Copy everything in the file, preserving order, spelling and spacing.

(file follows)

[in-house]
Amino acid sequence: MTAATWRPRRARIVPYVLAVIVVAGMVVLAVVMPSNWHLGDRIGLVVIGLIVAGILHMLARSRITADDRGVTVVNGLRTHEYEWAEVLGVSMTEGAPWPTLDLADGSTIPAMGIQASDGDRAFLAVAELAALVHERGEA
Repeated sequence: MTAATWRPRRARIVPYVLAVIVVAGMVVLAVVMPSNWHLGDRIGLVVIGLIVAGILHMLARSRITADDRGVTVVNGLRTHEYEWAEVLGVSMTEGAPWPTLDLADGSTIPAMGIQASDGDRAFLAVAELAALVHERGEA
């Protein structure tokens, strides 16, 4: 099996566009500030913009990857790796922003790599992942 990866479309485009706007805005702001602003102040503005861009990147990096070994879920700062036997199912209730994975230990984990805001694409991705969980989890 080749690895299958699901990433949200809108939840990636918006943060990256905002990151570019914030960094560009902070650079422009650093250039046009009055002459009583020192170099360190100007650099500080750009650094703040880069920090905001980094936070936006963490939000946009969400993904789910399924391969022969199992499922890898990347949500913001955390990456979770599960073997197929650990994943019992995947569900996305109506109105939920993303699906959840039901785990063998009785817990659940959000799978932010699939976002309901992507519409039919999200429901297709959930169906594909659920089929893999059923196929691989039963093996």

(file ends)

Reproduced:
[in-house]
Amino acid sequence: MTAATWRPRRARIVPYVLAVIVVAGMVVLAVVMPSNWHLGDRIGLVVIGLIVAGILHMLARSRITADDRGVTVVNGLRTHEYEWAEVLGVSMTEGAPWPTLDLADGSTIPAMGIQASDGDRAFLAVAELAALVHERGEA
Repeated sequence: MTAATWRPRRARIVPYVLAVIVVAGMVVLAVVMPSNWHLGDRIGLVVIGLIVAGILHMLARSRITADDRGVTVVNGLRTHEYEWAEVLGVSMTEGAPWPTLDLADGSTIPAMGIQASDGDRAFLAVAELAALVHERGEA
């Protein structure tokens, strides 16, 4: 099996566009500030913009990857790796922003790599992942 990866479309485009706007805005702001602003102040503005861009990147990096070994879920700062036997199912209730994975230990984990805001694409991705969980989890 080749690895299958699901990433949200809108939840990636918006943060990256905002990151570019914030960094560009902070650079422009650093250039046009009055002459009583020192170099360190100007650099500080750009650094703040880069920090905001980094936070936006963490939000946009969400993904789910399924391969022969199992499922890898990347949500913001955390990456979770599960073997197929650990994943019992995947569900996305109506109105939920993303699906959840039901785990063998009785817990659940959000799978932010699939976002309901992507519409039919999200429901297709959930169906594909659920089929893999059923196929691989039963093996």